AIG has the option to sell 1.05 billion more shares during AIA’s first month as a listed company, potentially taking the total amount raised to $20.5 billion and cutting its stake to 33 percent, according to a prospectus. The stock is scheduled to start trading Oct. 29.
“We are very pleased that the offer price has been set at the top end of the range, reflecting a very strong vote of confidence in AIA’s future and our ability to capture and realize the exceptional growth potential of the Asia Pacific region,” AIA Chief Executive Officer Mark Tucker said in the statement.
Hong Kong’s benchmark Hang Seng Index has risen 8.1 percent this year through yesterday, compared with the 5.8 percent gain of the Standard & Poor’s 500 Index.
AIG’s agreement to sell AIA for $35.5 billion to Prudential Plc collapsed in June when the U.K. insurer tried to cut the price to $30.4 billion. Based on the IPO price, AIA is valued at more than Prudential’s revised bid, though less than its initial offer.
AIG’s bankers estimated that the unit is worth $32 billion to $36 billion, people with knowledge of the figures said in June.
AIA traces its roots to 1919 when Cornelius Vander Starr, an American businessman, set up a fire and marine insurance agency in Shanghai. It was the first foreign-owned insurer to get a license in China, according to the company’s website. Former AIG CEO Maurice “Hank” Greenberg has called the company’s non-U.S. life insurance divisions “crown jewels” that couldn’t be replicated by rivals.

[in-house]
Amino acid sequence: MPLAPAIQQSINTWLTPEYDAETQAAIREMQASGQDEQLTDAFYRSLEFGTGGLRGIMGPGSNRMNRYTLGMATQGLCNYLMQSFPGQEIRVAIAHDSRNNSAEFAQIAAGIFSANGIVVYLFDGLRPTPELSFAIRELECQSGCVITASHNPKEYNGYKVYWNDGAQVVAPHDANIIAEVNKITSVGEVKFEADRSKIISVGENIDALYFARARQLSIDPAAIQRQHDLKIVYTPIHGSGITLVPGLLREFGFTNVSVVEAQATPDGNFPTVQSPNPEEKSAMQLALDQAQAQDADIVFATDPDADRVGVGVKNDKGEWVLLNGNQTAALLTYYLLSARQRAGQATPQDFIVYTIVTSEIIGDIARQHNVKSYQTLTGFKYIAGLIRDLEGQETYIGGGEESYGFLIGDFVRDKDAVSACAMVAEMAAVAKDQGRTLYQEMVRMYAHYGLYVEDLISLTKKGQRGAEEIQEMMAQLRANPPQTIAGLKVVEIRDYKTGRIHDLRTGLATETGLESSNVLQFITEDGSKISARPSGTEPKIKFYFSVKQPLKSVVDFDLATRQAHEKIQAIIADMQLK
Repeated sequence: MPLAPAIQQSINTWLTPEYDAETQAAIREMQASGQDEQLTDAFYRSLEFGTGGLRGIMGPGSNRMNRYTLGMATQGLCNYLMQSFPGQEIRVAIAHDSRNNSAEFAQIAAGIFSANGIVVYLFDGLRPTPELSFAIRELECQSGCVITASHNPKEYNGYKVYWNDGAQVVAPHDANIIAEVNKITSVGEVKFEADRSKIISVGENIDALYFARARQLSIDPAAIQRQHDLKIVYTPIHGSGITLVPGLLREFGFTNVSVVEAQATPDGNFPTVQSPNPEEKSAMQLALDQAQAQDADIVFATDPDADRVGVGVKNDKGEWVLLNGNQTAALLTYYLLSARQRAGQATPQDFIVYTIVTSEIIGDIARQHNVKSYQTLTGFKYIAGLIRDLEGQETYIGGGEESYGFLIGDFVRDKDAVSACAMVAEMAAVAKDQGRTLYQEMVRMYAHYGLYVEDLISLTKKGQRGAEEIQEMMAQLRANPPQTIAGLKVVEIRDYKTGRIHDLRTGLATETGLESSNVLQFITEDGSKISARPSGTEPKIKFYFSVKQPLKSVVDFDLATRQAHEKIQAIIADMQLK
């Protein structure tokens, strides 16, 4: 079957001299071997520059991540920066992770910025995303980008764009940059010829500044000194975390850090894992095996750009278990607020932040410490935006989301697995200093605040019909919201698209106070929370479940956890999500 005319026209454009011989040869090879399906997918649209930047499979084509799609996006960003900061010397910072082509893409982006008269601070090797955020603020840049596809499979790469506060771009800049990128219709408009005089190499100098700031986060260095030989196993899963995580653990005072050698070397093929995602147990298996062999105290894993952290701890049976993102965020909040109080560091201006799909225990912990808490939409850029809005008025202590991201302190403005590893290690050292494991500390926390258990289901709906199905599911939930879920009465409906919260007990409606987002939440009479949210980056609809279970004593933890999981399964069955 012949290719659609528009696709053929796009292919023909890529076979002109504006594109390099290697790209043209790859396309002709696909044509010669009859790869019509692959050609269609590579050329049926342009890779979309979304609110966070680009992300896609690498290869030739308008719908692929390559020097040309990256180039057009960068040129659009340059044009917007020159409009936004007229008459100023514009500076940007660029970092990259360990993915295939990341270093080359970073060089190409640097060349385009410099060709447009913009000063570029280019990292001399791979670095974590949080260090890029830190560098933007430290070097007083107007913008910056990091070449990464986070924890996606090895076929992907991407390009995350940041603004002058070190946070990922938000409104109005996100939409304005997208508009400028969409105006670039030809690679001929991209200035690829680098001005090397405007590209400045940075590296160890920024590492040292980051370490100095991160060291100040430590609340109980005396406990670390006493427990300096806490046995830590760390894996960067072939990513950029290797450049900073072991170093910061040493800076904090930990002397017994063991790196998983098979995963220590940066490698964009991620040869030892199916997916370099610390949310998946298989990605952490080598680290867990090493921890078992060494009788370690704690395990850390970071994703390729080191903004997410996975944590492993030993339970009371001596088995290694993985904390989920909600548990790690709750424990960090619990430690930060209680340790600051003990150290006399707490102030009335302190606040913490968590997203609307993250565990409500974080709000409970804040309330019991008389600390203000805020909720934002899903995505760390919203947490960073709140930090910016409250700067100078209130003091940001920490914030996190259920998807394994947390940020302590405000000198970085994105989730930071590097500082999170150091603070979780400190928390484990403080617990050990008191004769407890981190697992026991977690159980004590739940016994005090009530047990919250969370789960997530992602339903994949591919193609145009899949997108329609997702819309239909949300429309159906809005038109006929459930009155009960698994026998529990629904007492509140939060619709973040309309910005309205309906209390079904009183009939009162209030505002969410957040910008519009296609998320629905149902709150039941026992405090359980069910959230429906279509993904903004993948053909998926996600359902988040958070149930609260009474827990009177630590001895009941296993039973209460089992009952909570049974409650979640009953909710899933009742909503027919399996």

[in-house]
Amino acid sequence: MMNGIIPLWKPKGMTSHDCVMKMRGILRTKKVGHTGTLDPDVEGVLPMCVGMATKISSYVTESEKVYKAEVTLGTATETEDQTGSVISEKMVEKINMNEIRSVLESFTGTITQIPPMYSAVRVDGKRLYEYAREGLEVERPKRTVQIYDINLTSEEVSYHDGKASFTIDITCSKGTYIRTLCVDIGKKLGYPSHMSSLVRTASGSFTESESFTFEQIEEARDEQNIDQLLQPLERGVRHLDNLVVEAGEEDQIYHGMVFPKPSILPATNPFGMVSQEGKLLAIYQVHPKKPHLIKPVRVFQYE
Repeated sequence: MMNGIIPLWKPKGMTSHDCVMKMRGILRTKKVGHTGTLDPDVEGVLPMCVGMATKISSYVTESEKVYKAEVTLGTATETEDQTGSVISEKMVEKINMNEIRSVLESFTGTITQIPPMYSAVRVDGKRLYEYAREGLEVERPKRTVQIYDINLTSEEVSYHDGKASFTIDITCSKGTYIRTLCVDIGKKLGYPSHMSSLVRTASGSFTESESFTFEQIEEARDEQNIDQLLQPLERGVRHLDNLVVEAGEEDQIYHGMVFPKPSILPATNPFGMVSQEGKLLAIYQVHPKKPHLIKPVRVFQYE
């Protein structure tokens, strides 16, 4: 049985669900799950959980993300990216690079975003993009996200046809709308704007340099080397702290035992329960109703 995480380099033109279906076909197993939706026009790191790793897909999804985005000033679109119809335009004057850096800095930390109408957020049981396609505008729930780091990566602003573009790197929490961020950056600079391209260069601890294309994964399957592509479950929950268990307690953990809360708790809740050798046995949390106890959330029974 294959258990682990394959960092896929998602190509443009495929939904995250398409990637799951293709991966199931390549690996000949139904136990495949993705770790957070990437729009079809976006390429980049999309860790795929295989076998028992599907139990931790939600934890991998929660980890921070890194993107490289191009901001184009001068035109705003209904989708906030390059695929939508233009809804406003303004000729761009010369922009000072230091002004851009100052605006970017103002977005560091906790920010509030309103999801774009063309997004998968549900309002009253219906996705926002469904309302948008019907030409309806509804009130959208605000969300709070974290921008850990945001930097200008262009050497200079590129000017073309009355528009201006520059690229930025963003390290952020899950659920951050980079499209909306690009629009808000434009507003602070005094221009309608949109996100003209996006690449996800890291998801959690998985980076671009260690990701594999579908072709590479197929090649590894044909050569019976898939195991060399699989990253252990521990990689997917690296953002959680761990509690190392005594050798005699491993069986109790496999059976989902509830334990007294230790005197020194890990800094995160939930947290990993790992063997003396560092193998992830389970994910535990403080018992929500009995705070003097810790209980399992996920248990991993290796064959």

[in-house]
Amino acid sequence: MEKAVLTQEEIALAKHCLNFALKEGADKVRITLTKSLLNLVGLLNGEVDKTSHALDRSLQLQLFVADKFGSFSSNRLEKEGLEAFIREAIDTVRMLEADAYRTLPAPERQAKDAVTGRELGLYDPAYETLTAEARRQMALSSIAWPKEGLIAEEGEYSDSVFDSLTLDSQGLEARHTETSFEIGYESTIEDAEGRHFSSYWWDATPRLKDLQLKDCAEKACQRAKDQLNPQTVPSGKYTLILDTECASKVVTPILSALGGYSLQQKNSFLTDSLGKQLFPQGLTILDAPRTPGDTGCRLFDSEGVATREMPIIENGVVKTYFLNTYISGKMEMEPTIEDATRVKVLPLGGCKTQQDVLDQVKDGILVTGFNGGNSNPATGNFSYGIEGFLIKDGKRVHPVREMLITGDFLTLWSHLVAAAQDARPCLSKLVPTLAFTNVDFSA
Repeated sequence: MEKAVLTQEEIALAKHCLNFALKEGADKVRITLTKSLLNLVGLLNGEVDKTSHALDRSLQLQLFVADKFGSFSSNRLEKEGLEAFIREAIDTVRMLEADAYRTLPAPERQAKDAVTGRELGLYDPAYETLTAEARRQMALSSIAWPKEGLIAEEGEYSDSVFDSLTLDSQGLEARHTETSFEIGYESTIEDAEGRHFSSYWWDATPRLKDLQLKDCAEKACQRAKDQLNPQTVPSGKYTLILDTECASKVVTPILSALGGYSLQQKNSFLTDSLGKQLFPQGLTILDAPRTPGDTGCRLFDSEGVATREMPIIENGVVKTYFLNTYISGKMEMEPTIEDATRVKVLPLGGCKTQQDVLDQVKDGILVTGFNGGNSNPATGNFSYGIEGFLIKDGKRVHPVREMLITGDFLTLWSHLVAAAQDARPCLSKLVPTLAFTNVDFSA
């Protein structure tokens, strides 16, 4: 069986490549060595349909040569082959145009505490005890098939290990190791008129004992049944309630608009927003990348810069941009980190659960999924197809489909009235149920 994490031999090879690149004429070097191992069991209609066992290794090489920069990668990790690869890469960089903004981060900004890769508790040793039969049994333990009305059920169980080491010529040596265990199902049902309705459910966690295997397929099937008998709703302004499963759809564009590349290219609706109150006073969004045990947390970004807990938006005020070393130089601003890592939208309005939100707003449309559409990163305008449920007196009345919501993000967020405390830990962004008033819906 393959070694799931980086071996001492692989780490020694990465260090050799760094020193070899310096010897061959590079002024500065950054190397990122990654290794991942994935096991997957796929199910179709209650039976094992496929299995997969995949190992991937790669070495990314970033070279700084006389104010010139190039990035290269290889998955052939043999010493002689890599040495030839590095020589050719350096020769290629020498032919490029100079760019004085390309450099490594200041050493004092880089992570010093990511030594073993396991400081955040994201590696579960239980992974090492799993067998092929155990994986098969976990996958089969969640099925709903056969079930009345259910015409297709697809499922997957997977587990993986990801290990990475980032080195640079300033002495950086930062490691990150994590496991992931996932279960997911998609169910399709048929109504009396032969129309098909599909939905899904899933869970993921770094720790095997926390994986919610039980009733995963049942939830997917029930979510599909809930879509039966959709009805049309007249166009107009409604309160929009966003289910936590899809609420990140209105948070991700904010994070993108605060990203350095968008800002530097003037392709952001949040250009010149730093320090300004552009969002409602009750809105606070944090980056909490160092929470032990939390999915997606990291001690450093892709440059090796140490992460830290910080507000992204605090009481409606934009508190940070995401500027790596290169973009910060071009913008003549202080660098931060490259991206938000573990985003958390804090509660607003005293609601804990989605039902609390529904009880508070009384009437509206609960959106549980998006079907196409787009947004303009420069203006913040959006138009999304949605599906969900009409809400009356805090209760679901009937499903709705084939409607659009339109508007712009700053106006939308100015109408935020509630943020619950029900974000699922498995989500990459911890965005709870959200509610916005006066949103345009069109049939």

“The IPO is a critical turning point for AIA and we are delighted that it has been so positively received by investors around the world,” Tucker said. “This reception underscores the attractiveness and uniqueness of the AIA franchise and its competitive advantages.”
Town Hall Meeting
The unit had about $1.78 billion in operating profit in 2009, down from $1.87 billion in 2008, according to its IPO prospectus.
Citigroup Inc., Deutsche Bank AG, Goldman Sachs and Morgan Stanley led banks arranging the IPO, according to the prospectus.
Benmosche hired Tucker in July as chief of AIA. Tucker built the Asia operations of Prudential over 15 years before becoming CEO of the London-based insurer through last year. Benmosche had clashed with AIA’s former head, Mark Wilson, over how to divest the business.
Tucker, 52, told staff at a town-hall style meeting in July that he plans to triple the unit’s value to about $100 billion, according to a person with knowledge of his remarks. The business will be less at risk of a downgrade after the IPO clarifies the unit’s ownership, Moody’s Investors Service said.
“There are certainly concerns because outside China, its core business is experiencing a slowdown everywhere else in the region as the insurance market is already pretty mature,” said Danny Yan, Hong Kong-based portfolio manager at Taifook Asset Management, which oversees about $400 million. “If the only bright spot, China, fails, that could be a problem.”